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Retirement Plan Sponsors: The Importance of Benchmarking Your Plan Thumbnail

Retirement Plan Sponsors: The Importance of Benchmarking Your Plan

Investing Retirement Funding First Responder

As an employer, offering a retirement plan (401(k), 403(b), 457, etc.) to your employees is a great way to retain a motivated workforce while attracting new talent. But, like most retirement vehicles, there are some legal points to keep in mind. 

First, by offering a retirement plan to your employees, you are now considered a plan sponsor. Second, as a sponsor, you have a fiduciary duty to ensure that all fees paid by the retirement plan are reasonable, according to the Department of Labor.1 An effective way to judge these costs is by asking your financial professional about benchmarking your retirement plan.

What Is Retirement Plan Benchmarking?

Benchmarking is a way of organizing, reviewing and evaluating a retirement plan to learn if it is competitive as well as a good fit for an organization. In addition to evaluating the fees associated with your plan, solid benchmarking may also consider the range and quality of services offered. This can help you make an informed decision about what the plan provides or what may need to be updated to make it a better fit for your business. 

Here are a few items your financial professional may evaluate when benchmarking your retirement plan.

Costs and Expenses

As your organization's plan grows, you can expect that the costs involved in maintaining it will grow as well. Some providers do not automatically adjust their plan fees, and in some cases, the plan may outgrow the provider.

Services Offered

Much like plan costs and expenses mentioned above, as your organization continues to change and grow, so will its needs. In some cases, evaluating the services offered can uncover if a business has outgrown its plan.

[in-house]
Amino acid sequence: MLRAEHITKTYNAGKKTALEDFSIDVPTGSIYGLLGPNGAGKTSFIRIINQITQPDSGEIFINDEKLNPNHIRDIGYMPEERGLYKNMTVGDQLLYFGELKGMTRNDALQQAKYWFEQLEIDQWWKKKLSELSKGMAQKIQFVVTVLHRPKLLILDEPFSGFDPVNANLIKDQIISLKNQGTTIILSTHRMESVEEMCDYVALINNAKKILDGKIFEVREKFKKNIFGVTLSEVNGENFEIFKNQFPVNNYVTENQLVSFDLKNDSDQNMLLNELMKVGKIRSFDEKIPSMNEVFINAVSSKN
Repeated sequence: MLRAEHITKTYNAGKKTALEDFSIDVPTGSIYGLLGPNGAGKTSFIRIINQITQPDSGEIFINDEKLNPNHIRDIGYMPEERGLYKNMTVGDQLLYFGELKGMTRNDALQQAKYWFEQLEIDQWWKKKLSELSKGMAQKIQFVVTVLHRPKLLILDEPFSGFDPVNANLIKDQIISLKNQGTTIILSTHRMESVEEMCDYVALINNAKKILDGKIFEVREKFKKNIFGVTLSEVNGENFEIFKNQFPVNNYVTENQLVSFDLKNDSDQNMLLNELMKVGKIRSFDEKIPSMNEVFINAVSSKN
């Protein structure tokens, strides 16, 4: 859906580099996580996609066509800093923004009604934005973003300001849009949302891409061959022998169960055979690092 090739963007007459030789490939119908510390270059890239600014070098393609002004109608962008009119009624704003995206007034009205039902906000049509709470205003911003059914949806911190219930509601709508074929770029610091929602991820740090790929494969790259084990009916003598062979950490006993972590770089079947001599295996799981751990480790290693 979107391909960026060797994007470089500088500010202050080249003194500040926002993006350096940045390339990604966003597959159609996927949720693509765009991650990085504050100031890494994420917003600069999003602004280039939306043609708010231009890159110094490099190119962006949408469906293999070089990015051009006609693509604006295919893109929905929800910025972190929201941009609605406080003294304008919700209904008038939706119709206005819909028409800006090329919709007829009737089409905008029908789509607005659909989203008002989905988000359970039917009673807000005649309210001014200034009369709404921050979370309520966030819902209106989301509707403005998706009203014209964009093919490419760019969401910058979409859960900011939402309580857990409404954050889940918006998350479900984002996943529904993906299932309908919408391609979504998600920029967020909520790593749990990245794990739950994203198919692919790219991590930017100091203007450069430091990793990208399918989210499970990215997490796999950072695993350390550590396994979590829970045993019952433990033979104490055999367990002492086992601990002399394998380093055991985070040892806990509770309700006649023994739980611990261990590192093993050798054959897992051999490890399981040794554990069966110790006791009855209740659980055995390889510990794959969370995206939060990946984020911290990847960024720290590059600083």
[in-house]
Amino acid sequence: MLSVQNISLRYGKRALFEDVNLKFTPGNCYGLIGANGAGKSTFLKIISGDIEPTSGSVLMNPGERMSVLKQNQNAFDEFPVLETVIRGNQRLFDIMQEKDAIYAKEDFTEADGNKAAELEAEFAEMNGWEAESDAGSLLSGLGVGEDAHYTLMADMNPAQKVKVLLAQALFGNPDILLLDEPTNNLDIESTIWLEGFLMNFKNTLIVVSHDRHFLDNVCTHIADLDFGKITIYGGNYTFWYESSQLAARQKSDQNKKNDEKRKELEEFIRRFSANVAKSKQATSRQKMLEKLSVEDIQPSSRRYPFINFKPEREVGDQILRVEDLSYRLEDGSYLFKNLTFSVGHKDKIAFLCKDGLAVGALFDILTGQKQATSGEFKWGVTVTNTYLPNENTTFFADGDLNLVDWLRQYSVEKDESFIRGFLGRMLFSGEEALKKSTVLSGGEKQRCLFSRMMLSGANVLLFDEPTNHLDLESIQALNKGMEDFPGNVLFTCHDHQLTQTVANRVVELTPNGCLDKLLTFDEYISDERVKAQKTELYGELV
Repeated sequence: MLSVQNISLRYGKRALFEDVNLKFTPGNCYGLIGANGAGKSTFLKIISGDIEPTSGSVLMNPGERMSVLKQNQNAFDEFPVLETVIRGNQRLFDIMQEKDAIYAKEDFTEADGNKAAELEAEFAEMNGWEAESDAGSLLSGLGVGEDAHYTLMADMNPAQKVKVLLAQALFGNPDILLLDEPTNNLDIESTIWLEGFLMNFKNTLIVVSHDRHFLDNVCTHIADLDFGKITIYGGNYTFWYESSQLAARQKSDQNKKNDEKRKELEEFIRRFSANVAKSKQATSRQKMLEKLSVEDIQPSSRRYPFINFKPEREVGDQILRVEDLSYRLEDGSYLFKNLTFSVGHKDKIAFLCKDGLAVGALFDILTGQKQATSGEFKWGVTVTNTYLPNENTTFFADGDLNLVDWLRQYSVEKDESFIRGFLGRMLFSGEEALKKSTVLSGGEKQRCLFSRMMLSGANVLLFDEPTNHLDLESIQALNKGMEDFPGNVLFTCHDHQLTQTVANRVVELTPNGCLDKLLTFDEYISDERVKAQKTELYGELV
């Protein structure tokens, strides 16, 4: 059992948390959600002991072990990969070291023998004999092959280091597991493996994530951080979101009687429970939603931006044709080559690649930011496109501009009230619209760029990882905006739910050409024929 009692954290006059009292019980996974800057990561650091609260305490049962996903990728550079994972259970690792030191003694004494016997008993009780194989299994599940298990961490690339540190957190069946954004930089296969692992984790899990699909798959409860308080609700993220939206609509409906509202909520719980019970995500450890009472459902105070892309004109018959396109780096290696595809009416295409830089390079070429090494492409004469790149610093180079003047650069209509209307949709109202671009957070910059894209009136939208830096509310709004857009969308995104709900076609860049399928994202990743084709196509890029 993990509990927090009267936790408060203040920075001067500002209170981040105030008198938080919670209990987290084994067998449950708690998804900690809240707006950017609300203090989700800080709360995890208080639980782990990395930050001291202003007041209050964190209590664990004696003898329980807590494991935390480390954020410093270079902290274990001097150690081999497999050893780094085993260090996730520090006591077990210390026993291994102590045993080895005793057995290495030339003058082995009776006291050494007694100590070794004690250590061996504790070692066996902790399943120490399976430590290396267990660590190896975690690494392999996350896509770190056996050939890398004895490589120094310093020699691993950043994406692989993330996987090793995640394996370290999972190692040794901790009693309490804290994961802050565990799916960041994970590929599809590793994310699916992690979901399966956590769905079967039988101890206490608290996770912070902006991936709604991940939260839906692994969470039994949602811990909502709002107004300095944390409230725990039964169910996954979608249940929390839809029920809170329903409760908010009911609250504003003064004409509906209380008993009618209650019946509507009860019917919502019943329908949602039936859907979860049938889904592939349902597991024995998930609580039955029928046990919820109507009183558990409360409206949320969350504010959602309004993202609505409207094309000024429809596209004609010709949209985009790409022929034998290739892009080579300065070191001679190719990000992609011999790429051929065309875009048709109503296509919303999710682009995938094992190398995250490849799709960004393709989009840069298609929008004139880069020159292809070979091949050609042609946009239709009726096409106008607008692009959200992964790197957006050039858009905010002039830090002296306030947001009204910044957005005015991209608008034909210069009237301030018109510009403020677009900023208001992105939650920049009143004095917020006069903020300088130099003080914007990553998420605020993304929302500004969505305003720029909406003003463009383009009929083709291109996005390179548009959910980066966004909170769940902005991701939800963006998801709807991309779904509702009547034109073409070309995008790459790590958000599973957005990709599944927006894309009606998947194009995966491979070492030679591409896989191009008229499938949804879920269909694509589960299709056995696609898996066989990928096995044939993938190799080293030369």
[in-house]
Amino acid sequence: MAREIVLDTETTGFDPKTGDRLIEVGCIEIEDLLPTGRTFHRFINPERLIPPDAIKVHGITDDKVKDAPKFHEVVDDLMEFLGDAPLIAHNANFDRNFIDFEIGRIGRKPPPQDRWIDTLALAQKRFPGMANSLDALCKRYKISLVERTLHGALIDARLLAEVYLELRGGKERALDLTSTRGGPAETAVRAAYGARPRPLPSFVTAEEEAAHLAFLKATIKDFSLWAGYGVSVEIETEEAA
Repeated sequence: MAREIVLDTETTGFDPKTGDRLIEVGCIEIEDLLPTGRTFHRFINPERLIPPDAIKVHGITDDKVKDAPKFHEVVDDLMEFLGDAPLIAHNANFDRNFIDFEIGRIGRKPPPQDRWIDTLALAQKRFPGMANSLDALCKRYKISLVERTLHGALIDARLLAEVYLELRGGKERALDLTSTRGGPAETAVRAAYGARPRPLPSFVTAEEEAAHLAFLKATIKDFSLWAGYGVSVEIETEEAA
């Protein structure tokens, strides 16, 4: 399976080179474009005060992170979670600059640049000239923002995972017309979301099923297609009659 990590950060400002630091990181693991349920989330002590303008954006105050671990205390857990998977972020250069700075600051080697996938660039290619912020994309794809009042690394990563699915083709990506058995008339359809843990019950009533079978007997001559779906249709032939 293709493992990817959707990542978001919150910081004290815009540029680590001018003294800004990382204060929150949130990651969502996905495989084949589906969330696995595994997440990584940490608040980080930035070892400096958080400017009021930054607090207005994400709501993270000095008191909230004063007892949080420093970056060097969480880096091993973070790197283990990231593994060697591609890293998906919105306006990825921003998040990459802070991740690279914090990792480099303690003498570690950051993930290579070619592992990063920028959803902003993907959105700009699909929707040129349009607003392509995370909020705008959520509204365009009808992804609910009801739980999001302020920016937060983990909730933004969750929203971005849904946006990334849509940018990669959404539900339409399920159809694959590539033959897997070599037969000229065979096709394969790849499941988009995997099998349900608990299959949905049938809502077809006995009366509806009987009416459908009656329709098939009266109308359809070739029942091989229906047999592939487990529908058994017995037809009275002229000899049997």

Plan Design

Your financial professional can evaluate your plan’s design and features to determine potential opportunities for improvement. This could include the terms in the plan document, auto-enrollment or, in some cases, Roth features. 

Once the benchmarking is complete, you’ll need to evaluate the results. In particular, you'll want to make sure your business is comfortable with fees being charged or the investment options offered. This is also a good time to take stock of additional features, such as automatic enrollment or automatic escalation. For example, does your plan include a Roth option or the ability to make post-tax contributions? And if not, is this something your business needs?

Decision-Making Based on Benchmarking

Once you and your financial professional have gone through the above steps, it's time to make a determination. 

If benchmarking your retirement plan shows that you've found a great fit, then no further action may need to be taken. But if your plan doesn’t fulfill your company's needs, it may be time to make a change. It may be beneficial to approach your plan's provider with the findings of your  benchmark with the guidance of your advisor. Once issues are brought to the attention of the provider, they are often likely to work with you to find the best solutions for your organization, especially when provided with documentation of where their product fails to meet your organization's needs.

Finally, remember that a comprehensive benchmark of your plan can be helpful, but it will no doubt take some time to complete. However, the value inherent in understanding how you measure up to others in your industry while also fulfilling your fiduciary responsibilities can go a long way toward your organization’s long-term success.

  1. https://www.dol.gov/general/topic/retirement/fiduciaryresp

This content is developed from sources believed to be providing accurate information, and provided by Twenty Over Ten. It may not be used for the purpose of avoiding any federal tax penalties. Please consult legal or tax professionals for specific information regarding your individual situation. The opinions expressed and material provided are for general information, and should not be considered a solicitation for the purchase or sale of any security.

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